• To buy an affordable house or car that will provide benefits for many years.

There is one more logically coherent reason to take on debt—logically coherent but seldom seen in the real world:

  • To be able to say with contentment and satisfaction in one’s impoverished old age, “What fun I had when I was young!”

In theory, this could happen if when young, one had a unique opportunity for a wonderful experience—an opportunity that is very rare, worth sacrificing for later on. Another way it could happen is if one simply cared more in general about what happened in one’s youth than about what happened in one’s old age.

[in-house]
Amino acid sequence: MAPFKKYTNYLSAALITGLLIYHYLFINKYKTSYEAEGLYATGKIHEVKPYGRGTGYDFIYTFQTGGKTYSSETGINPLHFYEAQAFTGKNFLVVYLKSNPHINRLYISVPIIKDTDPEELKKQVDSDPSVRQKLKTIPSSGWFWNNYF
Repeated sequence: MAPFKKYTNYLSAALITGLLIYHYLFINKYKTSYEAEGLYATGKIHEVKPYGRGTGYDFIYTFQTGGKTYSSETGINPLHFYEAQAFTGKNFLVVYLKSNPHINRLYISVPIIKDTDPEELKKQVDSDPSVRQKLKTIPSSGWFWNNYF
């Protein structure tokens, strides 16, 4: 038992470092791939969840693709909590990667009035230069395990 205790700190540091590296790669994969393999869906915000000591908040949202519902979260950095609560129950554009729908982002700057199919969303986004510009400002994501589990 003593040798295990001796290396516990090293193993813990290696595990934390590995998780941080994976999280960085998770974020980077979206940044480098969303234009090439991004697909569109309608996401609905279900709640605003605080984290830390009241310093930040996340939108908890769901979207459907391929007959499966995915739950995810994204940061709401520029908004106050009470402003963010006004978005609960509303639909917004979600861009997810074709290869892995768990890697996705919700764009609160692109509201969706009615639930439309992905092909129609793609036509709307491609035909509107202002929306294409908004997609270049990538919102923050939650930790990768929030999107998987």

Tax increases and government spending cuts are painful. Running up the national debt concentrates and intensifies that pain in the future. Since our budget deficits are not giving us a uniquely wonderful experience now, to justify running up debt, that debt should be either (i) necessary to avoid great pain now, or (ii) necessary to make the future better in a big enough way to make up for the extra debt burden. The idea that running up debt is the only way to stimulate an economic recovery when interest rates are near zero is exactly what I question in my previous column about Italy’s economy. If reforming the way we handle paper currency made it clear that running up the debt is not necessary to stimulate the economy, what else could justify increasing our national debt? In that case, only true investments in the future would justify more debt: things like roads, bridges, and scientific knowledge that would still be there in the future yielding benefits—benefits for which our children and we ourselves in the future will be glad to shoulder the burden of debt.